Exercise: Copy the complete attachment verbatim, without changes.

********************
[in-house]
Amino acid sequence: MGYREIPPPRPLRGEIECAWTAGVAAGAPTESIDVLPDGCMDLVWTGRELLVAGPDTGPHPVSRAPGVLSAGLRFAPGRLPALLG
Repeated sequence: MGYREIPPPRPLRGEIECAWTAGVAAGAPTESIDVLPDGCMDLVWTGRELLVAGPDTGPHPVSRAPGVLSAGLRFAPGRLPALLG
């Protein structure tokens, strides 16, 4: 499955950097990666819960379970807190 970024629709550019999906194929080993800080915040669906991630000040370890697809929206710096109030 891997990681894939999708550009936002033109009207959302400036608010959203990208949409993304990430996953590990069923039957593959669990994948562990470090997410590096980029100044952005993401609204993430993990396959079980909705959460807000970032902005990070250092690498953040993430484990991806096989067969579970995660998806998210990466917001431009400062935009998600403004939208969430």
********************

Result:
[in-house]
Amino acid sequence: MGYREIPPPRPLRGEIECAWTAGVAAGAPTESIDVLPDGCMDLVWTGRELLVAGPDTGPHPVSRAPGVLSAGLRFAPGRLPALLG
Repeated sequence: MGYREIPPPRPLRGEIECAWTAGVAAGAPTESIDVLPDGCMDLVWTGRELLVAGPDTGPHPVSRAPGVLSAGLRFAPGRLPALLG
């Protein structure tokens, strides 16, 4: 499955950097990666819960379970807190 970024629709550019999906194929080993800080915040669906991630000040370890697809929206710096109030 891997990681894939999708550009936002033109009207959302400036608010959203990208949409993304990430996953590990069923039957593959669990994948562990470090997410590096980029100044952005993401609204993430993990396959079980909705959460807000970032902005990070250092690498953040993430484990991806096989067969579970995660998806998210990466917001431009400062935009998600403004939208969430």